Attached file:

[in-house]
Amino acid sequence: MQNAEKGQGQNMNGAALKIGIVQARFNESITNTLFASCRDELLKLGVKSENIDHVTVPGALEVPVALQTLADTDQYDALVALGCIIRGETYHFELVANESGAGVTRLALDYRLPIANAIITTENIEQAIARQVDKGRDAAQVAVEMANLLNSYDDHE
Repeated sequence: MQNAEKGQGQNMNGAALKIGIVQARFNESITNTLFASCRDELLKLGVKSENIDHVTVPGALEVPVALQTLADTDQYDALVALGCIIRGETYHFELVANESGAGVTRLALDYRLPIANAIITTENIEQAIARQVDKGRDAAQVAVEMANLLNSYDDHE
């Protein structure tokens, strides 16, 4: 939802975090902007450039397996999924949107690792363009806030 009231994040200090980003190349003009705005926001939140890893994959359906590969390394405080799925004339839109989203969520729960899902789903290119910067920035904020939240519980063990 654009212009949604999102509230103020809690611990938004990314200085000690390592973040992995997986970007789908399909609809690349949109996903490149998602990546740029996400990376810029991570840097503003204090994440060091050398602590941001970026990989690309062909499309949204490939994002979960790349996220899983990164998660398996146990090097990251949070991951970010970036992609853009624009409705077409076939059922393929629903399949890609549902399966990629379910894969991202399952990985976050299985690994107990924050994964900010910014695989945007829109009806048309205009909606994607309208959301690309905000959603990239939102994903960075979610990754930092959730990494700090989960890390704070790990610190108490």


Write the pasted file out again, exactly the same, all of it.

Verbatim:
[in-house]
Amino acid sequence: MQNAEKGQGQNMNGAALKIGIVQARFNESITNTLFASCRDELLKLGVKSENIDHVTVPGALEVPVALQTLADTDQYDALVALGCIIRGETYHFELVANESGAGVTRLALDYRLPIANAIITTENIEQAIARQVDKGRDAAQVAVEMANLLNSYDDHE
Repeated sequence: MQNAEKGQGQNMNGAALKIGIVQARFNESITNTLFASCRDELLKLGVKSENIDHVTVPGALEVPVALQTLADTDQYDALVALGCIIRGETYHFELVANESGAGVTRLALDYRLPIANAIITTENIEQAIARQVDKGRDAAQVAVEMANLLNSYDDHE
């Protein structure tokens, strides 16, 4: 939802975090902007450039397996999924949107690792363009806030 009231994040200090980003190349003009705005926001939140890893994959359906590969390394405080799925004339839109989203969520729960899902789903290119910067920035904020939240519980063990 654009212009949604999102509230103020809690611990938004990314200085000690390592973040992995997986970007789908399909609809690349949109996903490149998602990546740029996400990376810029991570840097503003204090994440060091050398602590941001970026990989690309062909499309949204490939994002979960790349996220899983990164998660398996146990090097990251949070991951970010970036992609853009624009409705077409076939059922393929629903399949890609549902399966990629379910894969991202399952990985976050299985690994107990924050994964900010910014695989945007829109009806048309205009909606994607309208959301690309905000959603990239939102994903960075979610990754930092959730990494700090989960890390704070790990610190108490």